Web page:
• Designs for schools that are not tethered to minutes spent at a desk but focus on developing the knowledge and skills young people need for success in the 21st century. 

State leaders, in particular, have essential roles to play. Here are three major ways they can reshape the high school landscape:

1. States should incentivize communities to redesign their high schools and invite key stakeholders to be directly engaged. 

In Memphis, a parent named Ginger Spickler saw an XQ billboard inviting communities to enter a high school redesign competition. She called a meeting with dozens of parents, educators, business owners and civic leaders. Together with hundreds of students, they created a blueprint for the school that their community needed. 

The result was Crosstown High, which opened in 2018 and takes a project-based learning approach in all of its classes. The result? More than 95% of its inaugural cohort graduated on time, compared to 80% in the surrounding school system. And its class of 2022 outperformed their peers across Tennessee and the nation in meeting college readiness benchmarks on the ACT in English, reading, math and science. 

To be clear, high school redesign cannot be limited to doing this work one school at a time — nor require creating schools from the ground up. That’s why XQ is partnering with the State of Rhode Island to redesign 64 schools and is working with D.C. Public Schools to expand the high school transformation work system-wide. And it is why Carnegie launched the Learning Leadership Network to engage school systems across the nation.

2. States must catalyze high school learning that is engaging, rigorous, relevant and experiential. 

Young people need learning experiences that are multi-dimensional, project-based, high-interest and relevant to their lives and aspirations. Learning experiences need to be authentic, not made-up school tasks. They should build students’ academic content knowledge as well as other essential skills and competencies, like critical thinking and collaboration, at the same time. And they need to be rigorous, challenging every student both inside and outside the classroom and the traditional school day. 

One method to catalyze these kinds of learning experiences is for states to create innovation grants (what we call “challenges”) for teachers, schools and community organizations. This enables them to plan together and deliver transformative learning experiences that build explicit competencies necessary for success in post-secondary school and the workforce. To provide guidance, XQ and Carnegie are creating a toolkit for educators and curriculum makers that articulates what these new learning experiences should look like. Our goal is to spur both the supply of new curriculum products and demand from students, teachers and families for high school learning that is different and better.

3. States must help change how we assess and credential student learning. 

Traditional math classes today, such as Algebra 1 and geometry, are often taught in monolithic ways. Students who fail a course typically have to repeat it entirely, even if they only struggled on a few topics. That’s a tremendous burden on teachers — and heartbreaking and discouraging for students.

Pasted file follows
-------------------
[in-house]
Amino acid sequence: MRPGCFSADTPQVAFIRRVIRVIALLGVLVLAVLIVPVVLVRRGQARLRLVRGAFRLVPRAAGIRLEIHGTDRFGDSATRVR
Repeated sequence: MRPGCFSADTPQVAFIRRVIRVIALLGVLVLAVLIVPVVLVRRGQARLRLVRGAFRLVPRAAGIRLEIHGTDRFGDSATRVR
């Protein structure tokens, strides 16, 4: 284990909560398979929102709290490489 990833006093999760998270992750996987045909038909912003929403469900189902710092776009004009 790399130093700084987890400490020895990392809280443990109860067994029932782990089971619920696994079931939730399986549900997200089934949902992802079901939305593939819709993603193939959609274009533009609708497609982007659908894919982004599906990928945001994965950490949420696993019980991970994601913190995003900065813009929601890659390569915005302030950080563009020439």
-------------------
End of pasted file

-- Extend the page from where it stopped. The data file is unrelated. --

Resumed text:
With badging, courses are broken down into smaller components and designed to align with each student’s personal learning journey. Students have more agency over how their learning is organized and the path they take through content toward mastery. That makes math much more manageable, helps young people grow confidence, and will lead to greater achievement in the long run. 

XQ is building a math badging system with Student Achievement Partners and a network of math pedagogy, assessment, policy and instruction experts. Three states are piloting this effort: Idaho, Illinois and Kentucky, and they’re each doing it differently. 

In Kentucky, badges will align with a traditional Algebra 1 curriculum, allowing students to demonstrate mastery of these concepts at an individualized pace.

In Idaho, badging will help provide an alternative to Algebra 2, giving students the option to take badge courses associated with different programs of study, allowing them to graduate with the particular math skills most important for their college or career of choice.

We are also tackling the urgent need for better, more useful forms of educational assessment. In March, Carnegie announced a partnership with the Educational Testing Service to design, pilot and introduce new tools that reliably measure the essential affective, behavioral and cognitive skills necessary for success in school and the 21st century economy. In essence, the initiative aims to replace many of the assessments that have been in use for decades with a much better and different set of tools. 

With leaders across the nation, we aim to build a blueprint for what it will take to shift away from the Carnegie Unit, engage key stakeholders in school redesign, focus high school learning on essential learner outcomes, prioritize rigorous, project-based learning experiences, and assess performance with smarter, better tools. 

We have more ideas for how to rethink high school. Check out The XQ Xtra, a newsletter for educators that comes out twice a month. Sign up here.

This article is adapted from “A New Architecture for High School Learning,” State Education Standard (May 2023), published by the National Association of State Boards of Education.